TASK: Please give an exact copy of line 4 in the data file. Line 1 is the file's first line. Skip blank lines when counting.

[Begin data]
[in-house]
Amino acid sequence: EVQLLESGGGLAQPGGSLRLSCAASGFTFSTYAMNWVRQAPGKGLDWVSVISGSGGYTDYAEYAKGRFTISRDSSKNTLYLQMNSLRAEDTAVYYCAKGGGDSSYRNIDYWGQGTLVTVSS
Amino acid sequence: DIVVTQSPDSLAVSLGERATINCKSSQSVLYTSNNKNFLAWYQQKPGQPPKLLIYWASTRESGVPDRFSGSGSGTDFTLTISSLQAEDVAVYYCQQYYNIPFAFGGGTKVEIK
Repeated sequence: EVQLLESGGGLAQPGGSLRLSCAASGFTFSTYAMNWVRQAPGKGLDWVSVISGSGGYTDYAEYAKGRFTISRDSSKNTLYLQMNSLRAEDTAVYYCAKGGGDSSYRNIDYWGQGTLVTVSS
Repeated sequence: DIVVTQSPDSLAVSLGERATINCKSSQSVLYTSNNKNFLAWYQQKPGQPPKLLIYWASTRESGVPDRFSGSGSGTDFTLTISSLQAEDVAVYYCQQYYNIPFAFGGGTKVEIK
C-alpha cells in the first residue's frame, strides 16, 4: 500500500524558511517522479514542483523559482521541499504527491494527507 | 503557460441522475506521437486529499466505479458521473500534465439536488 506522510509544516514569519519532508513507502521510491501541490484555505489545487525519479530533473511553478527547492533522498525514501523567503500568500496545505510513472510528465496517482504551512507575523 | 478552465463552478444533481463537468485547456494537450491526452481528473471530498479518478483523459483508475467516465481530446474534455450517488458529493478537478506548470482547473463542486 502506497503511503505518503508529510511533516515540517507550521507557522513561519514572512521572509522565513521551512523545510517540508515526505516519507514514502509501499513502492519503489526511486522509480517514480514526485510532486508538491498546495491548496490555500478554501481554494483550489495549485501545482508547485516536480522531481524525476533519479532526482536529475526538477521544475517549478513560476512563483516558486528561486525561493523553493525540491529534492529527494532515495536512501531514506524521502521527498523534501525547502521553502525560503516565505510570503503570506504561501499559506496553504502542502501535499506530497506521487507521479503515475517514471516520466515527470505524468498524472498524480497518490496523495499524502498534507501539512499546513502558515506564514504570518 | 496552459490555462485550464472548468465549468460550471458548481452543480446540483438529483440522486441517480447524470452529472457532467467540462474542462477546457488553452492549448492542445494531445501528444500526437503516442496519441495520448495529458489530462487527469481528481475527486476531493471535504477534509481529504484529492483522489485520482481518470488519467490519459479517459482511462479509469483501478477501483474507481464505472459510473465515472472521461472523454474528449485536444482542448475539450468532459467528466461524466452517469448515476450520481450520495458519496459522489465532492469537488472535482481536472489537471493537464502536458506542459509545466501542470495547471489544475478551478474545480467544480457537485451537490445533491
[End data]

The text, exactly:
Repeated sequence: EVQLLESGGGLAQPGGSLRLSCAASGFTFSTYAMNWVRQAPGKGLDWVSVISGSGGYTDYAEYAKGRFTISRDSSKNTLYLQMNSLRAEDTAVYYCAKGGGDSSYRNIDYWGQGTLVTVSS